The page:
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Andrea Arnold (#110 of 8)

Cannes Film Review: American Honey

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Cannes Film Review: American Honey

Cannes Film Festival

Cannes Film Review: American Honey

Andrea Arnold’s latest, American Honey, is a rambling, nearly three-hour travelogue, an On the Road for the millennial set. It may capture the no-fucks spirit of today’s disenfranchised youth, but it’s content to indulge and aestheticize their behaviors for empty displays of style. This is Arnold’s lower-class fetishism at its most vacuous and exploitative.

Oscar 2014 Winner Predictions Live Action Short

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Oscar 2014 Winner Predictions: Live Action Short
Oscar 2014 Winner Predictions: Live Action Short

How do you go about predicting the likeliest winner in a category that so frequently includes among its nominees (and occasionally even hands the trophy over to) some of worst films nominated in any Oscar category? Obviously you start with, as Michael Douglas was heard to joke at the Screen Actors Guild after party, “the bottom.” And this year, rock bottom undoubtedly belongs to That Wasn’t Me, unanimously selected by Slant’s prognosticating panel as this lineup’s most obnoxiously self-satisfied case of well-heeled white-savior guilt run amok. It’s not that we dispute the basic veracity of its depiction of seemingly permanent civil war in deepest Africa, nor are any of us impervious to the tragic Beasts of No Nation plight faced by violently “recruited” child soldiers. But it quickly becomes clear that director Esteban Crespo’s dramatic investment centers around the much-degraded Spanish doctor who, after watching her boyfriend gunned down by a preteen legionnaire, straps on her Lone Survivor boots in the Congo, transmuting third-world sympathy into bloodlust. Did I Do That?’s smug final shot, which suggests Fernando Meirelles directing a prolonged Super Bowl spot for Hallmark, sets 2014’s patronizing curve.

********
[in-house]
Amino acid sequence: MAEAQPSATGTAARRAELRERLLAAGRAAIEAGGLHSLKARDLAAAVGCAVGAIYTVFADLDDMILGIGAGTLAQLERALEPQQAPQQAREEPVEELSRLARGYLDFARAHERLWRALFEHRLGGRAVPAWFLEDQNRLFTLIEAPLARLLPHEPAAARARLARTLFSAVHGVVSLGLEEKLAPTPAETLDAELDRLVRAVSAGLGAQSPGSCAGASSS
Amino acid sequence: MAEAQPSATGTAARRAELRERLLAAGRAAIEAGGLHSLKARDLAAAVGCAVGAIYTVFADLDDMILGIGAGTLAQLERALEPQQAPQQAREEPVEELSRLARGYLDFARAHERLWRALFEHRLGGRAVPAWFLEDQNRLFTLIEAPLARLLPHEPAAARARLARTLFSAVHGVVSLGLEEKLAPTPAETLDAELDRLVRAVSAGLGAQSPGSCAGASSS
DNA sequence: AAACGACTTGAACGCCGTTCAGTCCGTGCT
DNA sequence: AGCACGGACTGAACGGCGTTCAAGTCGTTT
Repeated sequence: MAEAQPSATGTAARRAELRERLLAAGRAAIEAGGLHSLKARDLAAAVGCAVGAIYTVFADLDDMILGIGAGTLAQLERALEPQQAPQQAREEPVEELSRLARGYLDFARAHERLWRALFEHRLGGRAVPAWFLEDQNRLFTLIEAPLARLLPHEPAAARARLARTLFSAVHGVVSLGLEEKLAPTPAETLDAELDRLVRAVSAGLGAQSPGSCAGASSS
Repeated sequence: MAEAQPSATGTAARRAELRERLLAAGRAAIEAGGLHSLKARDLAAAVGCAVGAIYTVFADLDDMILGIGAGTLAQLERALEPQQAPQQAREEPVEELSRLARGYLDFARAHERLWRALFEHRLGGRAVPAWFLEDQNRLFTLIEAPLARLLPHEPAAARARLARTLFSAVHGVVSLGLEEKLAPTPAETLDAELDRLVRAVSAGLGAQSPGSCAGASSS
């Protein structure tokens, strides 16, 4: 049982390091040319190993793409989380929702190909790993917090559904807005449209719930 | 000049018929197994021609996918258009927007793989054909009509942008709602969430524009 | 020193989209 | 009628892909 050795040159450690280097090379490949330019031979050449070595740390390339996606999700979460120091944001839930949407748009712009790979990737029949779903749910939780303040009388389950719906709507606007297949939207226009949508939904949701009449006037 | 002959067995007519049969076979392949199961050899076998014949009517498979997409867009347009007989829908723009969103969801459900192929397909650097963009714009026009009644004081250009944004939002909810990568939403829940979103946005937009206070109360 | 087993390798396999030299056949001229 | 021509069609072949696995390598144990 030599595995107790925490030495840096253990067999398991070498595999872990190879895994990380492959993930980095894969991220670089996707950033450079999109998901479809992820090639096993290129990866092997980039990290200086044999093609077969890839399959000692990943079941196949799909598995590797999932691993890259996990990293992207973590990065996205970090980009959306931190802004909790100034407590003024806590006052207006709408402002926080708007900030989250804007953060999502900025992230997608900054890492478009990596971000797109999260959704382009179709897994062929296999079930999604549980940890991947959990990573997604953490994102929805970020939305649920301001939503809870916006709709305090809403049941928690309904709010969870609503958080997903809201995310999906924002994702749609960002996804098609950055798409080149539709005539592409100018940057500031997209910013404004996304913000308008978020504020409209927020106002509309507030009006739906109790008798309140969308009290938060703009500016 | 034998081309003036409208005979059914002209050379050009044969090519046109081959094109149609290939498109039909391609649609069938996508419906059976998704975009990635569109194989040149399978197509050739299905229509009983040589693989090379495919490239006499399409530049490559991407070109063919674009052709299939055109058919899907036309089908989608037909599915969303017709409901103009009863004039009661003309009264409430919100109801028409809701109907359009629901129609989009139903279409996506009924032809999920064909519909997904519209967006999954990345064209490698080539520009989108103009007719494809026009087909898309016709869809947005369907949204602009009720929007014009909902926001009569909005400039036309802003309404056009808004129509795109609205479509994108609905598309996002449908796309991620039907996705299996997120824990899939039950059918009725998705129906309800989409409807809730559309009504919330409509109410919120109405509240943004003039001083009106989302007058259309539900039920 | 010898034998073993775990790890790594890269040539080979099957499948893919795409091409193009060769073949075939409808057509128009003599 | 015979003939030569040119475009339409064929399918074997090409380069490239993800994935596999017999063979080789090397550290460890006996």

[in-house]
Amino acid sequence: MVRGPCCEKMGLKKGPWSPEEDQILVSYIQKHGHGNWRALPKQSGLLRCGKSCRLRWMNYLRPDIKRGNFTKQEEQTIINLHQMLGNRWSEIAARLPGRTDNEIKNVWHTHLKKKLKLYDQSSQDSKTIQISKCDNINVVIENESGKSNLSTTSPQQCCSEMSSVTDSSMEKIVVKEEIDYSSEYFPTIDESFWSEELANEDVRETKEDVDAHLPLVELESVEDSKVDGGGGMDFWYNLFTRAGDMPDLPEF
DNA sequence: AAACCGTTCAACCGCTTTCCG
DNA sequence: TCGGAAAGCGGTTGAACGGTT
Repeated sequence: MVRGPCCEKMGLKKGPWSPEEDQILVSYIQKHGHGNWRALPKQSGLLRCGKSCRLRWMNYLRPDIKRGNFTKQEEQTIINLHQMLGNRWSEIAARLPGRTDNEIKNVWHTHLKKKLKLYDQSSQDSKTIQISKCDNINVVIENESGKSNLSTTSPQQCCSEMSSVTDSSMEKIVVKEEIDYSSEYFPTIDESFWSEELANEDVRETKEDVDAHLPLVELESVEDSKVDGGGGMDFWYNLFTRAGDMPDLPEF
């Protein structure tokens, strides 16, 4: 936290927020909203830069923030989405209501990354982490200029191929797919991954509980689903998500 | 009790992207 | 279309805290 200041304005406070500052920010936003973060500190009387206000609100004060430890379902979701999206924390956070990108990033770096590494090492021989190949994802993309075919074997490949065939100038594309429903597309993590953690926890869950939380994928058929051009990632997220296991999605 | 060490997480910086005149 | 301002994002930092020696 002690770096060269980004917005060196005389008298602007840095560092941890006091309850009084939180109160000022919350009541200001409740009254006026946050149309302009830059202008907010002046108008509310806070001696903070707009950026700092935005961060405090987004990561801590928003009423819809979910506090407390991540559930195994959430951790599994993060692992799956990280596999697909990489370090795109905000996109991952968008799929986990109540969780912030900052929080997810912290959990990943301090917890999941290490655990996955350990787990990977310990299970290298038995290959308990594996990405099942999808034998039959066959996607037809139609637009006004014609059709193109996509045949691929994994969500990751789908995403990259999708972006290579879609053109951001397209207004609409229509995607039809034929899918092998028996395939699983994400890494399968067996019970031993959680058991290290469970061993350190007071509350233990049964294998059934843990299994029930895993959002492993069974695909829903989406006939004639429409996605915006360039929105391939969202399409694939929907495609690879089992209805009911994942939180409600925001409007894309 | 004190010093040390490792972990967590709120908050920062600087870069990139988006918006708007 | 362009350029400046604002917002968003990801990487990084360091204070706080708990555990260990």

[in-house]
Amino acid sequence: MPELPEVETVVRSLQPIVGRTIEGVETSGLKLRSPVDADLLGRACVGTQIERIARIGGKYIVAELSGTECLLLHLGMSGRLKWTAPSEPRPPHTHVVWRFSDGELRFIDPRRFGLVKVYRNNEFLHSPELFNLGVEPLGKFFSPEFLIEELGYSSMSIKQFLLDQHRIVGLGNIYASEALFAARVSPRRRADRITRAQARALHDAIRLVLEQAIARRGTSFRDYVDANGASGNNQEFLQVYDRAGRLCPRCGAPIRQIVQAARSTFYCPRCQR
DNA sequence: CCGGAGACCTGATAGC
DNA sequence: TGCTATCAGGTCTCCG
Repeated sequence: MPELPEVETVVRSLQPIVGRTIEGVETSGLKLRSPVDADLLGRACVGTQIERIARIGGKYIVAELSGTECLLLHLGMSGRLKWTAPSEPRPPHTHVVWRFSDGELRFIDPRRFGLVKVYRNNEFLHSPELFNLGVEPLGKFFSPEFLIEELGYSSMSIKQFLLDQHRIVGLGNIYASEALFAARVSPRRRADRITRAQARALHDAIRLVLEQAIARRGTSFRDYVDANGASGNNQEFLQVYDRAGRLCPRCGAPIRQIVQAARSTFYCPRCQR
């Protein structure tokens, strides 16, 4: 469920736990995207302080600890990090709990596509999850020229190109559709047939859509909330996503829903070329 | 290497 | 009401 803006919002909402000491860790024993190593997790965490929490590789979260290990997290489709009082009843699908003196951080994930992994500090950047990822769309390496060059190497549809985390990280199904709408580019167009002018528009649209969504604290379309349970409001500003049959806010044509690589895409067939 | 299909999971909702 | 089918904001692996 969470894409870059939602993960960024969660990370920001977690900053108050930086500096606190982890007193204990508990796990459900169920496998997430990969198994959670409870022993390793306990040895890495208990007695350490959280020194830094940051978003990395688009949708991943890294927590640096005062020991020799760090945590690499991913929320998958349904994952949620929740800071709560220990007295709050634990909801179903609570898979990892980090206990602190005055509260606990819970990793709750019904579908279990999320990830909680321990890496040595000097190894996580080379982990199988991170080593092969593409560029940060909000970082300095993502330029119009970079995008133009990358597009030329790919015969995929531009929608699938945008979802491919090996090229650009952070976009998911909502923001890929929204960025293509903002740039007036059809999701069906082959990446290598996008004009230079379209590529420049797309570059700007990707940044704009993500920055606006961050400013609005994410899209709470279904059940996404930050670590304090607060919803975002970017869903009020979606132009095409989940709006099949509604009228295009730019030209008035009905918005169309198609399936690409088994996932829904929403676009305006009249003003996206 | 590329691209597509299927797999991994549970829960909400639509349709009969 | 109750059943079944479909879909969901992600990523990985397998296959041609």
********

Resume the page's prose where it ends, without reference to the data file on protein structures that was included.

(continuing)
Toronto International Film Festival 2011: Wuthering Heights, Habemus Papam, & Kotoko

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Toronto International Film Festival 2011: <em>Wuthering Heights</em>, <em>Habemus Papam</em>, & <em>Kotoko</em>
Toronto International Film Festival 2011: <em>Wuthering Heights</em>, <em>Habemus Papam</em>, & <em>Kotoko</em>

Wuthering Heights: Midway through Wuthering Heights, Hindley blinks in disbelief at the grown-up, returning Heathcliff: “What the fuck…?” Long before this groggy-hooligan double take, Brit kitchen-sink realism maven Andrea Arnold has already left her gritty imprint on this version of Emily Brontë’s novel, shooting the rustic open expanses of 19th-century Yorkshire moors with the same splintery, handheld camerawork she used for the cramped housing project of Fish Tank. Immersive, elemental sensation is all: Blood from wounds is gently licked in extreme close-up, a character smelling another’s hair during a horse ride is a luxuriant event, wind and mud are virtually supporting characters. However, while Arnold’s provocative decision to cast Heathcliff with black actors (Solomon Glave as a youngster, James Howson as an adult) both reaches back to Brontë’s original description of the character and adds a new dimension to his romance with Cathy (played by Shannon Beer and Kaya Scodelario), her conception of the couple as feral creatures knocking between a rugged Eden and foppish civilization, unsubtly accented with multiple glimpses of snared critters, is blunt and amorphous. Designed to hack away at the ornamental crust created by years of genteel literary adaptations, it’s a visually forceful attempt at seizing the ardor of the novel that nevertheless pales next to the abyss of passion explored by Luis Buñuel in his own strange, 1954 visualization of Brontë’s classic.